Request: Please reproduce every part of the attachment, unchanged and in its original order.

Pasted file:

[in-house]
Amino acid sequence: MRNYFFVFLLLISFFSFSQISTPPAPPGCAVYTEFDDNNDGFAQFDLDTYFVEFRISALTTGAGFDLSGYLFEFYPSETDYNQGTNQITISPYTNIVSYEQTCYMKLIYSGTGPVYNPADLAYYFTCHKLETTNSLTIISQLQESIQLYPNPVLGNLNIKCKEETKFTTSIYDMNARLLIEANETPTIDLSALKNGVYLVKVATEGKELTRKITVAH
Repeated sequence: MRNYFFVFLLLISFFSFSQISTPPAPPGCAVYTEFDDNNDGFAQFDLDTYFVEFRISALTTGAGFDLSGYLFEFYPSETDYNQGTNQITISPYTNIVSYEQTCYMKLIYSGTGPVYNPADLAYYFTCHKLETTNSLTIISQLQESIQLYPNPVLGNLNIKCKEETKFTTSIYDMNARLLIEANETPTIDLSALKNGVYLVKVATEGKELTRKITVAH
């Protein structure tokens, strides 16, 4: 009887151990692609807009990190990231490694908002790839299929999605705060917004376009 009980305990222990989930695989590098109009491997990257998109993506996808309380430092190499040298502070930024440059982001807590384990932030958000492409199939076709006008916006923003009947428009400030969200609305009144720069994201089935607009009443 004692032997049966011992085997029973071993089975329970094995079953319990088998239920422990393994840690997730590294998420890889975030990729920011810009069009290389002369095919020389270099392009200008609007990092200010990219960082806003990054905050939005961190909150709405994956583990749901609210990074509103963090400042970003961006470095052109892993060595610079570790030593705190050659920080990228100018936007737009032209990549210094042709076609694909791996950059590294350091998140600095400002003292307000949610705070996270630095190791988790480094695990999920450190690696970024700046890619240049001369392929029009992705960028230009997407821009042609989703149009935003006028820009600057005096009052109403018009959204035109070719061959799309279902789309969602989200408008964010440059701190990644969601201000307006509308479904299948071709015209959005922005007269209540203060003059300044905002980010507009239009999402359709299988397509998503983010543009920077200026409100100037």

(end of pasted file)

[in-house]
Amino acid sequence: MRNYFFVFLLLISFFSFSQISTPPAPPGCAVYTEFDDNNDGFAQFDLDTYFVEFRISALTTGAGFDLSGYLFEFYPSETDYNQGTNQITISPYTNIVSYEQTCYMKLIYSGTGPVYNPADLAYYFTCHKLETTNSLTIISQLQESIQLYPNPVLGNLNIKCKEETKFTTSIYDMNARLLIEANETPTIDLSALKNGVYLVKVATEGKELTRKITVAH
Repeated sequence: MRNYFFVFLLLISFFSFSQISTPPAPPGCAVYTEFDDNNDGFAQFDLDTYFVEFRISALTTGAGFDLSGYLFEFYPSETDYNQGTNQITISPYTNIVSYEQTCYMKLIYSGTGPVYNPADLAYYFTCHKLETTNSLTIISQLQESIQLYPNPVLGNLNIKCKEETKFTTSIYDMNARLLIEANETPTIDLSALKNGVYLVKVATEGKELTRKITVAH
């Protein structure tokens, strides 16, 4: 009887151990692609807009990190990231490694908002790839299929999605705060917004376009 009980305990222990989930695989590098109009491997990257998109993506996808309380430092190499040298502070930024440059982001807590384990932030958000492409199939076709006008916006923003009947428009400030969200609305009144720069994201089935607009009443 004692032997049966011992085997029973071993089975329970094995079953319990088998239920422990393994840690997730590294998420890889975030990729920011810009069009290389002369095919020389270099392009200008609007990092200010990219960082806003990054905050939005961190909150709405994956583990749901609210990074509103963090400042970003961006470095052109892993060595610079570790030593705190050659920080990228100018936007737009032209990549210094042709076609694909791996950059590294350091998140600095400002003292307000949610705070996270630095190791988790480094695990999920450190690696970024700046890619240049001369392929029009992705960028230009997407821009042609989703149009935003006028820009600057005096009052109403018009959204035109070719061959799309279902789309969602989200408008964010440059701190990644969601201000307006509308479904299948071709015209959005922005007269209540203060003059300044905002980010507009239009999402359709299988397509998503983010543009920077200026409100100037």